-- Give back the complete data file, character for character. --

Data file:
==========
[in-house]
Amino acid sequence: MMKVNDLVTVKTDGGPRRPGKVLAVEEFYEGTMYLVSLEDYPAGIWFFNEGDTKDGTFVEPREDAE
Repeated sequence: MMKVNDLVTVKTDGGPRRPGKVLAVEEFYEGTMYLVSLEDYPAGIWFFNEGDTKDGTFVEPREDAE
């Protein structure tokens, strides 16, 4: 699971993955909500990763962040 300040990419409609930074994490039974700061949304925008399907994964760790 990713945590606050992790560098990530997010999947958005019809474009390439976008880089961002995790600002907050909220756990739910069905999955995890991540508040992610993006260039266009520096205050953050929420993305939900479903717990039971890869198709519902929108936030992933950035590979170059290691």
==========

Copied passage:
[in-house]
Amino acid sequence: MMKVNDLVTVKTDGGPRRPGKVLAVEEFYEGTMYLVSLEDYPAGIWFFNEGDTKDGTFVEPREDAE
Repeated sequence: MMKVNDLVTVKTDGGPRRPGKVLAVEEFYEGTMYLVSLEDYPAGIWFFNEGDTKDGTFVEPREDAE
């Protein structure tokens, strides 16, 4: 699971993955909500990763962040 300040990419409609930074994490039974700061949304925008399907994964760790 990713945590606050992790560098990530997010999947958005019809474009390439976008880089961002995790600002907050909220756990739910069905999955995890991540508040992610993006260039266009520096205050953050929420993305939900479903717990039971890869198709519902929108936030992933950035590979170059290691």